What now? 4th of July weekend was ages ago and I am the laziest book blogger ever for only getting around to posting about Rough Crossings: The Slaves, the British, and the American Revolution at the start of August? Fair point. In my defense, I read this book all in one weekend, and if you haven’t been carting a book around on the subway for several days, it hardly even feels like a book you read at all! So I forgot about it. And that’s really not my fault. Because of the subway thing.
(No, you’re the lamest excuse ever. Shut up!)
A colleague of mine recommended this book because I was wanting to read about Liberia. My colleague said, “Too bad you don’t want to read about Sierra Leone! because then you could read Rough Crossings, which is very interesting, and really, Sierra Leone and Liberia have a lot in common.” So I decided that in the absence of a resoundingly awesome book about Liberian history, I could read a book about Sierra Leonean history instead.
Here is what happened (probably everyone but me already knew this): When the American Revolution started, the British promised all American slaves that they would be given their freedom if they would desert to the British side. Accordingly, many American slaves flocked to the British side, and the British — who I guess didn’t think this through very clearly — had no place to put them. During the war, lots of former slaves got sick and died in the British army camps. After the war, the British sorted out rather crappy accommodations in Nova Scotia; eventually somebody got a bad conscience and came up with the idea of moving any former slaves who wanted to go to Sierra Leone, where Britain had a small settlement already.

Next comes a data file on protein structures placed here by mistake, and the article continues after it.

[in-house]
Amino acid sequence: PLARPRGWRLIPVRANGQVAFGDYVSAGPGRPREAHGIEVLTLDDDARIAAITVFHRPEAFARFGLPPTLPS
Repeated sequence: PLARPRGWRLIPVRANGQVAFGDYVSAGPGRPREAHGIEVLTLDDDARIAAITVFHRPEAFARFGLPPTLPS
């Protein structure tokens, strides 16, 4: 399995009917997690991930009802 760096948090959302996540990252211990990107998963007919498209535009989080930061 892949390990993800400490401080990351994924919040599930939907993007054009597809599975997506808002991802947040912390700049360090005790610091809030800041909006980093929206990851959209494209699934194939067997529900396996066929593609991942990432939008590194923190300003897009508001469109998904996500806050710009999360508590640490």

I found the first two-fifths of this book, about the American Revolution, pretty depressing. 4th of July, never my favorite holiday, seemed hollow and empty, and I kept thinking grim thoughts about “created on the backs of slaves” and the three-fifths compromise and other unsavory chapters in our nation’s history. Moreover, the American Revolution — oh dear, like most of American history! — bores me to tears. But when they started the Sierra Leone Company, I perked right up.
Cynic that I am, I am greatly suspicious of anyone in a history book who seems like a genuinely and consistently good, moral person. But from what I can tell, the British man who oversaw the settlement of Freetown was a genuinely, consistently good, moral guy. John Clarkson. He went out of his way to ensure the settlers’ comfort on the passage over, so that they would not be reminded of the misery of the passage from Africa, and he himself sailed on the crappiest boat. He kept his promises to the settlers even when doing so got him in trouble with the colony’s governors. He wanted to know when things were hard for the settlers, and he listened to them. And totally ruined his health looking after the fledgling colony, poor lamb.
I resignedly await evidence that John Clarkson was a prat. I only have Simon Schama’s opinion to go on here. Go ahead, you can tell me. He feathered his nest by stealing from the former slaves. He took sexual advantage of the women in the settlement, like Jim Jones. He brutalized anyone who dared to question his authority. I’m sure there was something that happened that means I cannot love John Clarkson after all. I can never love anybody. Everyone but my mumsy and daddy have feet of clay.
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